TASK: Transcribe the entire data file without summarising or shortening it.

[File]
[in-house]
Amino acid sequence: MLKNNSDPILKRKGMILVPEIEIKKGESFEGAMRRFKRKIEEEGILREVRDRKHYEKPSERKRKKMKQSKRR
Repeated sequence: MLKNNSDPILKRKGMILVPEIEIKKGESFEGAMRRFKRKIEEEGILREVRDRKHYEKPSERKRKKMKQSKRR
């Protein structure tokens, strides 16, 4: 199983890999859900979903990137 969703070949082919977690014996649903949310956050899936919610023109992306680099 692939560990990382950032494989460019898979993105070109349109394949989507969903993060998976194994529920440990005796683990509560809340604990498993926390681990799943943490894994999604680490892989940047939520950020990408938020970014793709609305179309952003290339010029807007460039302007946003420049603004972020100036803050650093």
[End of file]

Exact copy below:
[in-house]
Amino acid sequence: MLKNNSDPILKRKGMILVPEIEIKKGESFEGAMRRFKRKIEEEGILREVRDRKHYEKPSERKRKKMKQSKRR
Repeated sequence: MLKNNSDPILKRKGMILVPEIEIKKGESFEGAMRRFKRKIEEEGILREVRDRKHYEKPSERKRKKMKQSKRR
């Protein structure tokens, strides 16, 4: 199983890999859900979903990137 969703070949082919977690014996649903949310956050899936919610023109992306680099 692939560990990382950032494989460019898979993105070109349109394949989507969903993060998976194994529920440990005796683990509560809340604990498993926390681990799943943490894994999604680490892989940047939520950020990408938020970014793709609305179309952003290339010029807007460039302007946003420049603004972020100036803050650093």